Posted by David on Tuesday, February 9, 2010 at 5:37pm.
Suppose A is a square matrix satisfying the equation A^3  2I = 0. Prove that A and (A  I) respectively are invertible. (the hint is to find an explicit equation for A^1.
To prove A is invertible, this is what I did although I don't that it's right:
A^3  2I = 0
A(A^2  2A^1) = 0 because A * A^1 = I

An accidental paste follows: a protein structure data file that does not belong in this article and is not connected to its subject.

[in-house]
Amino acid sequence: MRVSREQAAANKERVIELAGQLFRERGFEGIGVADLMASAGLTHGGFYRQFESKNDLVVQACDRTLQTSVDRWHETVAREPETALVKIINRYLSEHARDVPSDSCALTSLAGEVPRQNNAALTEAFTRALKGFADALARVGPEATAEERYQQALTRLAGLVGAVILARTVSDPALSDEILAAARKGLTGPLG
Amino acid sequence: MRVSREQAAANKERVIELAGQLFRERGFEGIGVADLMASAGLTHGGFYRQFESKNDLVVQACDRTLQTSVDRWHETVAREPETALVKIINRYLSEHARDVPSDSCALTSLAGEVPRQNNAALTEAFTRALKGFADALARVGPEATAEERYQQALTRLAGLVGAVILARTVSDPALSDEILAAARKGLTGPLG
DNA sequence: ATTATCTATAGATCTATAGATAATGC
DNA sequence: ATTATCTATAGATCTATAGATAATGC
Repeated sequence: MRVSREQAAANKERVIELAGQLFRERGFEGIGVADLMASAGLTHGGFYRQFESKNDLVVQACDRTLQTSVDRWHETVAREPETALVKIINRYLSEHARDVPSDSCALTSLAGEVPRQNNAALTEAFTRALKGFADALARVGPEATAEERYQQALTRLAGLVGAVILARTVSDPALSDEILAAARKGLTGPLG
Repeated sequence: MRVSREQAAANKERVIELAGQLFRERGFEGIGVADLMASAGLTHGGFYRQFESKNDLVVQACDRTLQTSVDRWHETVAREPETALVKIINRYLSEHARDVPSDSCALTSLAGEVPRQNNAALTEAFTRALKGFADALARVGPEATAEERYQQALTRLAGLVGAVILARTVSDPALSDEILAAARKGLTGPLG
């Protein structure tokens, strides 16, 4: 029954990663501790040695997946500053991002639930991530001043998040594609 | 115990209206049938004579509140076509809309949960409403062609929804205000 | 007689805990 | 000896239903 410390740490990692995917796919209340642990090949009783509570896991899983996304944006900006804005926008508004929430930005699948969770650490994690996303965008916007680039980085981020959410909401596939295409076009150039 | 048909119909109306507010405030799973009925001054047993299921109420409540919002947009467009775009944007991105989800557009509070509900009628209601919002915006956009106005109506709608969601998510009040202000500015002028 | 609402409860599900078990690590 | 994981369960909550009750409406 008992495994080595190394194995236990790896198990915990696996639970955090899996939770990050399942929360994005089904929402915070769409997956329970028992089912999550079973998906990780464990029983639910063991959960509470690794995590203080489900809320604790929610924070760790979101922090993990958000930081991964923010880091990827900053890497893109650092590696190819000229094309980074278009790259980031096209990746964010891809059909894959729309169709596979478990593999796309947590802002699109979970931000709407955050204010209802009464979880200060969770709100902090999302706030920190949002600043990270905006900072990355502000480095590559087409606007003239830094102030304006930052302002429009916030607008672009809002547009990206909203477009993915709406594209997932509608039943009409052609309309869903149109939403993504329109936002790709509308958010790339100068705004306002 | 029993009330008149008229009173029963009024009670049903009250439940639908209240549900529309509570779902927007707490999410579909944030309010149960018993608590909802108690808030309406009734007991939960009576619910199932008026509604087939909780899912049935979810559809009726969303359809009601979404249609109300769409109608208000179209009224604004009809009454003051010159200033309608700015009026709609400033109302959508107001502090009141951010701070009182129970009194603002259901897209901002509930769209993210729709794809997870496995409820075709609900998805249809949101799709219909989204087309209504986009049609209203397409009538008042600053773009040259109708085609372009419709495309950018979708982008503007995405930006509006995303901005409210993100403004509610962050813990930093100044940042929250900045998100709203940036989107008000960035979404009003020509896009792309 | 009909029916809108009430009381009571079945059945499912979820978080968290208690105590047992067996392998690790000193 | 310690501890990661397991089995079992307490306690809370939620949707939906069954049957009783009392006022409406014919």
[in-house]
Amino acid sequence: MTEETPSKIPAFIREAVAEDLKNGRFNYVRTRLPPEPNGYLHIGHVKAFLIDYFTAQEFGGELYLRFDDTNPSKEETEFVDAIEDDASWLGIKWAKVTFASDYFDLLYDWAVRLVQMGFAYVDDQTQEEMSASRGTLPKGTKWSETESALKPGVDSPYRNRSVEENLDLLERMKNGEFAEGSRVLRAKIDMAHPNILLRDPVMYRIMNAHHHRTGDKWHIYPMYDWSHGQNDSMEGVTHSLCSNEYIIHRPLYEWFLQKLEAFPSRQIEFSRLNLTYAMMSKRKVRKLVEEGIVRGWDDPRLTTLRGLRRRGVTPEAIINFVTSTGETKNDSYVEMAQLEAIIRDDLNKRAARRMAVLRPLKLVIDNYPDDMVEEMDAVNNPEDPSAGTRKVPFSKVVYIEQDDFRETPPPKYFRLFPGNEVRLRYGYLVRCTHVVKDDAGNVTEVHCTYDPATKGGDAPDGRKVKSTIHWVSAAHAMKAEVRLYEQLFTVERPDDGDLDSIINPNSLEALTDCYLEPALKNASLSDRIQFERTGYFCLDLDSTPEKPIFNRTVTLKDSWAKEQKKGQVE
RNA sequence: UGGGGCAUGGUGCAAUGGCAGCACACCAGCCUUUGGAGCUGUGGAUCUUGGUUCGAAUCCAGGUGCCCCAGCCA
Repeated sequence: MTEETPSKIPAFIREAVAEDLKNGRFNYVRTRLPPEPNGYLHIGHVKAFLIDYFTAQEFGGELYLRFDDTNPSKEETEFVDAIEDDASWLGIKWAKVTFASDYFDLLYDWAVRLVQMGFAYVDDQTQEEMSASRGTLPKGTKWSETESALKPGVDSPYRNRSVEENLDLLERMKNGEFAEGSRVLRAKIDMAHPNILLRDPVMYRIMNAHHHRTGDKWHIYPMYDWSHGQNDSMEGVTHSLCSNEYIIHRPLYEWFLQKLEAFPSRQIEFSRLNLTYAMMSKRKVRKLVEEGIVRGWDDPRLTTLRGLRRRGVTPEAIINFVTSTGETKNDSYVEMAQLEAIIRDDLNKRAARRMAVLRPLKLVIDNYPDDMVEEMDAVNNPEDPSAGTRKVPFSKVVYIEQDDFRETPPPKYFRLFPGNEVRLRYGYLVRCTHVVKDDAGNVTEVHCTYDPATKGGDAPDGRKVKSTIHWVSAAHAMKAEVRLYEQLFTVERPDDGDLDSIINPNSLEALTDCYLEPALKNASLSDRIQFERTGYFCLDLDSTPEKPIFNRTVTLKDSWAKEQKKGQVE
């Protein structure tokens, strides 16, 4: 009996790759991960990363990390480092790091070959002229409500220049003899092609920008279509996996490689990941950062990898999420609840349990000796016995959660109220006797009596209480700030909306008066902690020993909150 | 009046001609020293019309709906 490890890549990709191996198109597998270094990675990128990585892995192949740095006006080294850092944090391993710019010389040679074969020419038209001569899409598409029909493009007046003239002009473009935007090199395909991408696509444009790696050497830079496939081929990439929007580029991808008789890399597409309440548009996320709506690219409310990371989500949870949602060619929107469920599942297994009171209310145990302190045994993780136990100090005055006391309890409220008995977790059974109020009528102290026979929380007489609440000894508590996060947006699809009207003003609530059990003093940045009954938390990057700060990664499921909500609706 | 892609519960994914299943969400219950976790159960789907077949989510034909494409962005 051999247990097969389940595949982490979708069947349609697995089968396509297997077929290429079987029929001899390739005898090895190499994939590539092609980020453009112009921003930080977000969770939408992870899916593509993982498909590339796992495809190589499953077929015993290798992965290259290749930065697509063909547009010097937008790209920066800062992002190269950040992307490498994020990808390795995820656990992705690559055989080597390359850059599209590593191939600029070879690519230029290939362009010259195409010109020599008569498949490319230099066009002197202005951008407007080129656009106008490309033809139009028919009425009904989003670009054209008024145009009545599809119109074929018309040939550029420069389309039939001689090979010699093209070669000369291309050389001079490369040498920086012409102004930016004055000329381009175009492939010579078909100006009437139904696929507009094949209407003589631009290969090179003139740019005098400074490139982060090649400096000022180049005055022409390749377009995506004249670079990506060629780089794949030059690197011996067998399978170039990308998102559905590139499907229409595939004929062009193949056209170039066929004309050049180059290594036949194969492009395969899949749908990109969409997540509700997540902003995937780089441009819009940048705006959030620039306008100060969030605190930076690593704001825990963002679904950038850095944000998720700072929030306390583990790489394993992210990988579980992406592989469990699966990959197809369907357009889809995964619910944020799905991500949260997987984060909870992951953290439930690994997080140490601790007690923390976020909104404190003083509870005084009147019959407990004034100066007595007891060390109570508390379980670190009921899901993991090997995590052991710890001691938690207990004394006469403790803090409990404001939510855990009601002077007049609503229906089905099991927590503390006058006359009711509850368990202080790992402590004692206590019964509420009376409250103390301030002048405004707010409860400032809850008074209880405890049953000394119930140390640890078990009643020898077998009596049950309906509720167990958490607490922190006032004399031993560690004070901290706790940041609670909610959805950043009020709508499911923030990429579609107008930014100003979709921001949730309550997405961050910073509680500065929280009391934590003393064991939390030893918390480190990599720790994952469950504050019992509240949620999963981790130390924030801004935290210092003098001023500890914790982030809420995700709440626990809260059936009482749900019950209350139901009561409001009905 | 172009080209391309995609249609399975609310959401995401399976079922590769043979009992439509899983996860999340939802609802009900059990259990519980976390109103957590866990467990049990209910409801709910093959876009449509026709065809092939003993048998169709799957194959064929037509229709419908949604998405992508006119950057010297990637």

so (A^2  2A^1) must = A^1
(A^2  2A^1) = A^1
so (1/3)A^2 = A^1 thus proving A is invertible. However I don't know that this is correct, and I don't know how to prove that (A  I) is also invertible. I know I need to factor the equation, but the 2I makes it difficult.

College Math : Linear Algebra  David, Thursday, February 11, 2010 at 5:50pm
Well I guess no one can help. :/
Oh well, I'll figure it out